Microsoft Flight Simulator (2020) Review

Published: Monday, August 17, 2020 - 03:05 | By: Andrew Stretch
Developer
Asobo Studio
Release Date
August 18, 2020
Multiplayer modes
Online
Platforms
Windows
Purchase (Some links may be affiliated)
Microsoft Store Steam
There's Going to be Turbulence

Simulation video games have come in all shapes and sizes. From the more casual Sims and Stardew Valley to the hyper-realistic Euro Truck and Farming Simulator. Even if some of the more casual simulation games don't feel like it you're still filling a role in that world. No simulator has been as prevalent as Microsoft Flight Simulator which released its 1.0 version back in 1982. The 2020 release is now the 15th game in the series continuing to push hardware not only locally but online to create a faithful flight experience. How does Microsoft Flight Simulator live up to expectations though?

Take to the Skies in Microsoft Flight Simulator

Microsoft Flight Simulator (2020) In Flight
Watch the world around you, or check your armrest for the in-flight entertainment guide.

Upon first starting Microsoft Flight Simulator you're greeted with a variety of options. World Map, Live Events, Training, and Activities. The World Map is the sandbox of the game. Pick your aircraft, a departure and arrival airport, and start out on your flight. The sheer number of airports available is incredible. Zooming into the middle of empty parts of the world you're still sure to find somewhere to explore. The recreation of the world, not just including airports, but mountains, rivers, and cities is truly incredible. Flying over known locations, or even your own residence, it's amazing just how accurate the world in the game is.

Chances are you'll end up wanting to fly over your own house taking to the skies for the first time before you begin taking on more serious ventures. You have free access to change the time of day, date, weather patterns, and more before setting out but you can also pull from live weather information. The weather in the location you're flying will be relatively accurate to the weather that's actually happening there. While this feature does download a fair bit of additional data (almost 200 MB in 2-3 hours) it does show the level of realism that Adobo Studios was going for.

Earn Your Wings in Microsoft Flight Simulator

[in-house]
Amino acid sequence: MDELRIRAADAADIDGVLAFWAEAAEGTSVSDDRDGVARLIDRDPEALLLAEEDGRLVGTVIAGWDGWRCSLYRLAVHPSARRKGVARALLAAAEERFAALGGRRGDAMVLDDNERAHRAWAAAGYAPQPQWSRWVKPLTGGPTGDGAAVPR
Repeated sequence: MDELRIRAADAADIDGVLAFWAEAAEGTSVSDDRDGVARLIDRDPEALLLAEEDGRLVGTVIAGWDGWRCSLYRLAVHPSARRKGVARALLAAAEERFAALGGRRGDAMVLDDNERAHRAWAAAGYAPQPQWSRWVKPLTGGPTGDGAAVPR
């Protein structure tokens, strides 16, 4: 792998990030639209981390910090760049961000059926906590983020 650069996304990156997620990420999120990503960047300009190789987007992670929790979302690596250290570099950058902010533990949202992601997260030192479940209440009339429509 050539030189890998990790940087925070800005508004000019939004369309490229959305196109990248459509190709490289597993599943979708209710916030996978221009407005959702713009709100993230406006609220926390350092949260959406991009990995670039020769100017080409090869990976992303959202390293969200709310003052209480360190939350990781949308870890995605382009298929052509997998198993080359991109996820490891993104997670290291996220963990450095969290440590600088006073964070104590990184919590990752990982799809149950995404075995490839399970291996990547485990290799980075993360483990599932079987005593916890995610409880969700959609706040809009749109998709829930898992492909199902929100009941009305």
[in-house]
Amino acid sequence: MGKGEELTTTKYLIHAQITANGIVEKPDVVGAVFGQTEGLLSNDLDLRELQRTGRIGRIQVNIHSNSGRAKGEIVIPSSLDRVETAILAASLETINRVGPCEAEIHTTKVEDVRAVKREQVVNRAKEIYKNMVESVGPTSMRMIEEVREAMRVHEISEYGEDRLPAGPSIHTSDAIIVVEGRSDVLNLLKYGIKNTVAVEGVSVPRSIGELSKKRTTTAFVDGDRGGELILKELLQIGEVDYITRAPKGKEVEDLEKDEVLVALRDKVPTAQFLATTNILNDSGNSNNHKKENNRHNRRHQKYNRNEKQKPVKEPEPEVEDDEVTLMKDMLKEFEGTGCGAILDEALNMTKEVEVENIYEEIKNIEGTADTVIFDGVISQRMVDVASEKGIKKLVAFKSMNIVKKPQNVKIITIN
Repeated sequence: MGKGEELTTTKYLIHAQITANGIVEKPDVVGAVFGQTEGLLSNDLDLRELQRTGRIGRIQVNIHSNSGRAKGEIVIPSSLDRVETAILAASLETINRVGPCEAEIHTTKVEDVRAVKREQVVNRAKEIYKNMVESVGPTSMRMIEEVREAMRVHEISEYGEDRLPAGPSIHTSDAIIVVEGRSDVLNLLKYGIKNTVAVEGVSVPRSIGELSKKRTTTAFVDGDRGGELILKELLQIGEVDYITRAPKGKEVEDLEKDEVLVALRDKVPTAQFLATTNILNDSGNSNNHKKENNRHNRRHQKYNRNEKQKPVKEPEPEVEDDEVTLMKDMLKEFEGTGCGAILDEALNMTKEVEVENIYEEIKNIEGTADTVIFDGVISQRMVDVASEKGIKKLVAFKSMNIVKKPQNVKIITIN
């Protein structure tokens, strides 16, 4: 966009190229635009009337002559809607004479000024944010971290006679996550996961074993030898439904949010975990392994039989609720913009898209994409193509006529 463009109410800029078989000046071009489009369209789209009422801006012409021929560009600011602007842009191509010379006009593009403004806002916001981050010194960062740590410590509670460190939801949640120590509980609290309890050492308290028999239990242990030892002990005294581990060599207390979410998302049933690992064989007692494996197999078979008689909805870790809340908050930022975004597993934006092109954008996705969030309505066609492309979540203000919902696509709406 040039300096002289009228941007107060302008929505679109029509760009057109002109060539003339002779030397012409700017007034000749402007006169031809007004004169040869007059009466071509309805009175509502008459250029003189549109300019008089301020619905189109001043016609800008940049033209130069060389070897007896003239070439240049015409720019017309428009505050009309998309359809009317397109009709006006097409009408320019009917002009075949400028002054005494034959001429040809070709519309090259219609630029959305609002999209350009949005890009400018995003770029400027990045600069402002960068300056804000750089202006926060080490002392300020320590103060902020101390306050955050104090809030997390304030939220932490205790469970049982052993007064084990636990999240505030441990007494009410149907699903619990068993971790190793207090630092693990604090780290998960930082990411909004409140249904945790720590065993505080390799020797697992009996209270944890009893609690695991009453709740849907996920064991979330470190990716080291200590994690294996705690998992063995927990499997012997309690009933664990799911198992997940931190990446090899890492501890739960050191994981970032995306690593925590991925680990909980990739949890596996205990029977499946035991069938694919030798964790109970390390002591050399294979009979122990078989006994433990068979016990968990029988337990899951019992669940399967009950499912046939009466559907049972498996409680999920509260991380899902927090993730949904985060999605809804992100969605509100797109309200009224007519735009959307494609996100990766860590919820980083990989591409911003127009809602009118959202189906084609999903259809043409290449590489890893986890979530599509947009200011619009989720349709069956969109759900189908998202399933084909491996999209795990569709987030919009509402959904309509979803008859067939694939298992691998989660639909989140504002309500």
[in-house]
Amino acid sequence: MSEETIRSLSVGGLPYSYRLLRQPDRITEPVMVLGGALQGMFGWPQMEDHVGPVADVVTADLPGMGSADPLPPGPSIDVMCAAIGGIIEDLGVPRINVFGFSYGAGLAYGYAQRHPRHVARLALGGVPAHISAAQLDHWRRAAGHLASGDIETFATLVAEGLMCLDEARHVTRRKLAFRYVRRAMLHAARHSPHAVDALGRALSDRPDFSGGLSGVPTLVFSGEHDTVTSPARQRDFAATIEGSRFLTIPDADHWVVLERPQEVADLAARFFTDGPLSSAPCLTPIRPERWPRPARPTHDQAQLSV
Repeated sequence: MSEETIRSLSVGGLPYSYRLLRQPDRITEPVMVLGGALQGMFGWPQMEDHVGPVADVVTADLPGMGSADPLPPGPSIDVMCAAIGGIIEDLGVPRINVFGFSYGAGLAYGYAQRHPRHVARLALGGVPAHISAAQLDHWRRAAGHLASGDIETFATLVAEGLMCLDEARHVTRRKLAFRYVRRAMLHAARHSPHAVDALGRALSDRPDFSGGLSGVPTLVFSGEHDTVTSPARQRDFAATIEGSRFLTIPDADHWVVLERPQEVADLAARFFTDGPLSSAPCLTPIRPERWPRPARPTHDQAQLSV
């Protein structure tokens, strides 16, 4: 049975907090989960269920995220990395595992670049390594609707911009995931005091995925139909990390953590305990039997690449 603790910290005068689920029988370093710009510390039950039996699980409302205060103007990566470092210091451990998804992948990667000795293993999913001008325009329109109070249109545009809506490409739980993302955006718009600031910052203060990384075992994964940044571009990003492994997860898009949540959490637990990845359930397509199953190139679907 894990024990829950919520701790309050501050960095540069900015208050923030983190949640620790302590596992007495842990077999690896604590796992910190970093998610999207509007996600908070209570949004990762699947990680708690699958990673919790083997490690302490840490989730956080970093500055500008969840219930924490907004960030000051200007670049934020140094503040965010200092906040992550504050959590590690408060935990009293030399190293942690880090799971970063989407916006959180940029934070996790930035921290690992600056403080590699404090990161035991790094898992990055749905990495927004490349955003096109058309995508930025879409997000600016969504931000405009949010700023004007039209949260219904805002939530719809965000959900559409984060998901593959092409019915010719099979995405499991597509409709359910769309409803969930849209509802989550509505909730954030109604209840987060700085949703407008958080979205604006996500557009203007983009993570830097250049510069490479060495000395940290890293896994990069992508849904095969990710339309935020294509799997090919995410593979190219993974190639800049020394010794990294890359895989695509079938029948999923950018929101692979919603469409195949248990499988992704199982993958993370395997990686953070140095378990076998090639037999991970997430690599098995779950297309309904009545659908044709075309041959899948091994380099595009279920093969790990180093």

Microsoft Flight Simulator (2020) Training Mode
Maybe one day they'll teach me how to turn right too...

Before you set out on your own adventures though there's a brief tutorial that will help you go over the basics. You'll learn how to steer, take off, and land before you get to go on a pre-scripted flight that links all of these skills together. It's a lot of information that gets delivered very quickly but having it broken up and paced well it's all manageable. This really is the bare basics of training though. In my very first solo flight after training, I wasn't able to complete the flight successfully because I didn't radio into Air Traffic Control, something that was never taught. After finding the hot menu I was able to locate the ATC options, but there's plenty under the surface that you'll be learning for a while. Playing a simulator it's understandable that there will be plenty to learn but with no advanced tutorial you're forced to look through settings to find out what you can do.

 
 

Once you've gotten more confident with your abilities you can test your skills in the Live Events and Activities section. These can either be Landing Challenges or Bush Trips. The landing challenges push you to approach hard to reach locations and not crash on descent. The Bush Trips however have you flying specific tracks across the world with limited knowledge and your wits as your allies. Your plane won't appear on a map and you'll need to follow different headings given to you. If you feel you're very far off the beaten track then you can have your plane appear briefly but don't expect it to carry you the whole way. These modes are tough, especially for a newer player. It doesn't just take away the AI assistance but also technology like GPS. It's understandable that Simulators are meant to be hard, but taking away modern technology like GPS leaving you blind adds another dimension of challenge. It's going to be that next level for players who really want to push themselves, but most players will happily never touch this part of the game.

Explore the World of Microsoft Flight Simulator

Microsoft Flight Simulator (2020) Challenge Map
With only a heading and approximate time attempt to fly this route...

When you're not flying you can spend some time in your hanger with your planes. Here you can see your planes statistics including cruise speed, max altitude, how long they will stay in the air for, and how far they can go. These are the statistics that are relevant to the gameplay experience, but you can also dive deeper and learn more about each individual plane. The planes have a brief description as well as information about wingspan, weights, fuel capacity, and more. To get a better sense of the plane you can also spend some time sitting in each cockpit here. If you'd like to use a plane with more informative instruments or more window space, the hanger is worth spending some time.